Is this really Love?
That the Christian home is under attack is common knowledge. The effect of the cancer which has been weakening families and marriages for years is clearly seen in terminally broken relationships and human beings.
Many causes for this familial breakdown in our society can be mentioned, but this article focuses on the basic weakness of the foundation – erroneous thoughts, attitudes, and actions,. Subtle and not-so-subtle messages of advertisements, music, literature, media, education, friends, and associates bombard us – telling and showing us misconceptions about love and marriage. Many of us listen and conform to what we hear. Let’s review what these communication channels teach about love and marriage.
Love is a feeling when the feeling’s gone, so is love. Such expression as “I don’t love you anymore because I don’t feel attracted to you any more” reveal that distorted view of love. True love, however, is a commitment. It isn’t defined by the emotional highs and lows, but by a decision to love, and that choice is sustained by an uncompromising will.
Love is conditional, reflected in the attitude, “I will love you if you meet my needs.” Real love, in contrast to popular notions, doesn’t highlight the one experiencing the feeling of romantic excitement, instead, it expresses deep appreciation for another human being – an intense awareness of his/her needs and longings. It is unselfish, giving and caring. Conditional love, which continues the relationship only as long as it is to my advantage, vaporizes sooner or later.
Love can occur at first sight. Perhaps you’ll disagree with me with love at first sight is a physical and emotional impossibility. Yes, there are emotions unleashed at first sight, but these don’t constitute love.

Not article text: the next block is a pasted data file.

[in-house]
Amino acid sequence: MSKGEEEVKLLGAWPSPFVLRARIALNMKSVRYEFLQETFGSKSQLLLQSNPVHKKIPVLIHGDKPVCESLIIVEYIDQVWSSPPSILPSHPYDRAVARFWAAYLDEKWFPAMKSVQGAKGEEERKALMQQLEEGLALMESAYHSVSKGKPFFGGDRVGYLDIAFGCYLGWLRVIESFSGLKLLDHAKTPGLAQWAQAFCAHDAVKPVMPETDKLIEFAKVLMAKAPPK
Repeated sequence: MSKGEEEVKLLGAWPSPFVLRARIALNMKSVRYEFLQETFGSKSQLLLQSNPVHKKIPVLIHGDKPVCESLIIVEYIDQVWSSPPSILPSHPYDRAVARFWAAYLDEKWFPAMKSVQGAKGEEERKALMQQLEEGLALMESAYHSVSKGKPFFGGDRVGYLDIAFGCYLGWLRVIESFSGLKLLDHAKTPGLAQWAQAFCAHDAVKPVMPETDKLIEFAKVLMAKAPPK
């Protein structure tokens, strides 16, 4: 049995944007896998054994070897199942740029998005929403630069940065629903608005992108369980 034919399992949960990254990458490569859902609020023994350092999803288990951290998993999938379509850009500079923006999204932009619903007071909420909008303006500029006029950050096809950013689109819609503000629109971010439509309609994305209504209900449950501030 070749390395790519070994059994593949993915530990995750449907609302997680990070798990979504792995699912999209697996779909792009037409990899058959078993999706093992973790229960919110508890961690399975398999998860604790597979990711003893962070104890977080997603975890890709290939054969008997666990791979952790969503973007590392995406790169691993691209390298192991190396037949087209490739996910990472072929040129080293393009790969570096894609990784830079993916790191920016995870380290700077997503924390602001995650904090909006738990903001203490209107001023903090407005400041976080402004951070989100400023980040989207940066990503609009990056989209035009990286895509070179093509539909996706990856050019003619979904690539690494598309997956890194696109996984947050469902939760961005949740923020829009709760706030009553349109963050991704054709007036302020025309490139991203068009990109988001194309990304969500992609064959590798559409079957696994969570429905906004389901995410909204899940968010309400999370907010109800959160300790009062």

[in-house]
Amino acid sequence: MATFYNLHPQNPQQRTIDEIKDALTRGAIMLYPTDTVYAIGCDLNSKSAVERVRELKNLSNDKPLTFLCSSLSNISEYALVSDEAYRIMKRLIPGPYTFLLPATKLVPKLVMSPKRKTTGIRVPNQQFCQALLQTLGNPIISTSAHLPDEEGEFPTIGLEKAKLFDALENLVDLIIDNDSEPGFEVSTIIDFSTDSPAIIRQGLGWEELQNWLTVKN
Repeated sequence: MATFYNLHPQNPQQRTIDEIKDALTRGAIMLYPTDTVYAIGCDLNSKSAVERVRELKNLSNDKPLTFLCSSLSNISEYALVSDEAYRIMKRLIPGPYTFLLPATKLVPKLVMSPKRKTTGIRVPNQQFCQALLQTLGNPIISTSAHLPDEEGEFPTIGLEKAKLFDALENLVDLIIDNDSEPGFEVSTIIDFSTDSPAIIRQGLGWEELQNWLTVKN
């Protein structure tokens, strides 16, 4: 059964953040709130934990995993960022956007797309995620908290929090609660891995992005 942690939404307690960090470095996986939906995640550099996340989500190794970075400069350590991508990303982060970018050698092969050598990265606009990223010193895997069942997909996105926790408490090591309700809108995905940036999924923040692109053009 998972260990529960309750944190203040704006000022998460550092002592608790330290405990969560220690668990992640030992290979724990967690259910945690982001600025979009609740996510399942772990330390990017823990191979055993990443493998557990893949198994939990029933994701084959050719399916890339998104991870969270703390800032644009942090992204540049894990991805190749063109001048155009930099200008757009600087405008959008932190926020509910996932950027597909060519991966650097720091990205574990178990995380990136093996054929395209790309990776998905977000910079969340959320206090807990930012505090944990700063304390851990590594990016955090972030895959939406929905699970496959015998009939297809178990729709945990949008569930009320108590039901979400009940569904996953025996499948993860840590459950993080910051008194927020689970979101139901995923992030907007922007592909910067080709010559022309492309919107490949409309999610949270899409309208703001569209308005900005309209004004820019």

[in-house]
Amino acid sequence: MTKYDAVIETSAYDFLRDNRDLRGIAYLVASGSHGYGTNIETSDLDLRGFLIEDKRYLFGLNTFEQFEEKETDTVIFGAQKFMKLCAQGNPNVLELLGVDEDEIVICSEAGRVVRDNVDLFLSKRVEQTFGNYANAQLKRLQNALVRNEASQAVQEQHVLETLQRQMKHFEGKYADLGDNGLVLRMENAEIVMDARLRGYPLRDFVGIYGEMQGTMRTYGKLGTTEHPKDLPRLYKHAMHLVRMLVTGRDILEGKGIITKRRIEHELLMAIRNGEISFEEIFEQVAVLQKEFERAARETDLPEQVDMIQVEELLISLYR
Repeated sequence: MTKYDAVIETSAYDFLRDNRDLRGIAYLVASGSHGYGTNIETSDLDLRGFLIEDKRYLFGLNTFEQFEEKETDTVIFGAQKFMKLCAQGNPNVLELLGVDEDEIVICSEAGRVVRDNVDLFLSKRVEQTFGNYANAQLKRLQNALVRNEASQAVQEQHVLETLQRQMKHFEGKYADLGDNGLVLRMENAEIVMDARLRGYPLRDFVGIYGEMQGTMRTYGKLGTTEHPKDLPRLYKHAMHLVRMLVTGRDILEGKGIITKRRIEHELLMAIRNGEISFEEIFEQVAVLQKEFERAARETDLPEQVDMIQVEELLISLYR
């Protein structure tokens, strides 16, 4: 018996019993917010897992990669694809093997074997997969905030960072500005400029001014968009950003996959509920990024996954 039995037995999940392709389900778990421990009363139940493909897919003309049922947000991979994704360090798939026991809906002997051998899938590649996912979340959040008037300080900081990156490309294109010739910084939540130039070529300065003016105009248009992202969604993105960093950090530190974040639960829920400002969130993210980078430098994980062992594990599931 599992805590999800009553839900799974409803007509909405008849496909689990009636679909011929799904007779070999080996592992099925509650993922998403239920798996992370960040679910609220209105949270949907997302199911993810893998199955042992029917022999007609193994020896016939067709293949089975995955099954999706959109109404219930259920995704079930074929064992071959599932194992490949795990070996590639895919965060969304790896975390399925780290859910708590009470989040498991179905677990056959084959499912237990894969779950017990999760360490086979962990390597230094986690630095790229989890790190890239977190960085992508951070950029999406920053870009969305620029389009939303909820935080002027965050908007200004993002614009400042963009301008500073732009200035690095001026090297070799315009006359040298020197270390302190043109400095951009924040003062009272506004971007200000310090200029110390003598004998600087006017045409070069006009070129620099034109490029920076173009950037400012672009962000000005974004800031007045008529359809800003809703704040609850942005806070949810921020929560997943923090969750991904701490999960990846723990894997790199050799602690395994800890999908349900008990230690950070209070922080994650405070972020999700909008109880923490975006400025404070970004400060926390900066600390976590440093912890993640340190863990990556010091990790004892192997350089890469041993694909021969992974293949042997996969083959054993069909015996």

Love isn’t simply a feeling of romantic excitement. It goes beyond intense sexual attraction. One has got to know the person before he can appreciate the nuances of her personality. One cannot love an unknown somebody. The temporary feelings at first sight may be called falling in love with love, not with a person. Committed love grows like a plant, and that process takes time.
Marriage can be temporary. “If I am unhappy, I can always get out of it through divorce,” the biblical view of marriage is permanent. It is a covenant, not just a contract, between the married couple and God.
Marrying the wrong person is better than remaining single and lonely throughout life. This statement echoes those who want to get married for marriage sake. Generally speaking, it is easier to remedy the loneliness than to endure a wrong relationship for a lifetime. The threat of being “an old maid” is scary, so some girls grab the last trip out of matrimony. Too often, the trip is a one-way ticket to disaster.